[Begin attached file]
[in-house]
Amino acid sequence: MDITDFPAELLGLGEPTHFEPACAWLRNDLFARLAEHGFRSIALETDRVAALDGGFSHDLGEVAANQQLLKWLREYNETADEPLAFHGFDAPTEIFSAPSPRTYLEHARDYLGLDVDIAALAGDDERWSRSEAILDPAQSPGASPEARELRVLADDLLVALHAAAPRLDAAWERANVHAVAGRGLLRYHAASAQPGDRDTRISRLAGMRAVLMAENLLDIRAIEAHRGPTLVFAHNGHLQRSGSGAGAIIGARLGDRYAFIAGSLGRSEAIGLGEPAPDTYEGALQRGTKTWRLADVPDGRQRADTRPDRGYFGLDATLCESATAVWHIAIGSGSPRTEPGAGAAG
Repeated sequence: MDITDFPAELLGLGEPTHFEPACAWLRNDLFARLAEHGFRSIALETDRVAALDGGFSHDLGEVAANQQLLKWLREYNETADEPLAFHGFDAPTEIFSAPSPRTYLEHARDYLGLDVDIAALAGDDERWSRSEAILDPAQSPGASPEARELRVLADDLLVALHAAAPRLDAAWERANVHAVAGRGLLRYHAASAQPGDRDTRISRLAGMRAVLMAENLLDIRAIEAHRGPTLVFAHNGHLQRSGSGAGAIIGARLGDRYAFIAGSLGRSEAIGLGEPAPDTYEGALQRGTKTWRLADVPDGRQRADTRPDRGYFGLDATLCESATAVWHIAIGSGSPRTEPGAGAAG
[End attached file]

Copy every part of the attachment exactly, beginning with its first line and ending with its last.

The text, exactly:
[in-house]
Amino acid sequence: MDITDFPAELLGLGEPTHFEPACAWLRNDLFARLAEHGFRSIALETDRVAALDGGFSHDLGEVAANQQLLKWLREYNETADEPLAFHGFDAPTEIFSAPSPRTYLEHARDYLGLDVDIAALAGDDERWSRSEAILDPAQSPGASPEARELRVLADDLLVALHAAAPRLDAAWERANVHAVAGRGLLRYHAASAQPGDRDTRISRLAGMRAVLMAENLLDIRAIEAHRGPTLVFAHNGHLQRSGSGAGAIIGARLGDRYAFIAGSLGRSEAIGLGEPAPDTYEGALQRGTKTWRLADVPDGRQRADTRPDRGYFGLDATLCESATAVWHIAIGSGSPRTEPGAGAAG
Repeated sequence: MDITDFPAELLGLGEPTHFEPACAWLRNDLFARLAEHGFRSIALETDRVAALDGGFSHDLGEVAANQQLLKWLREYNETADEPLAFHGFDAPTEIFSAPSPRTYLEHARDYLGLDVDIAALAGDDERWSRSEAILDPAQSPGASPEARELRVLADDLLVALHAAAPRLDAAWERANVHAVAGRGLLRYHAASAQPGDRDTRISRLAGMRAVLMAENLLDIRAIEAHRGPTLVFAHNGHLQRSGSGAGAIIGARLGDRYAFIAGSLGRSEAIGLGEPAPDTYEGALQRGTKTWRLADVPDGRQRADTRPDRGYFGLDATLCESATAVWHIAIGSGSPRTEPGAGAAG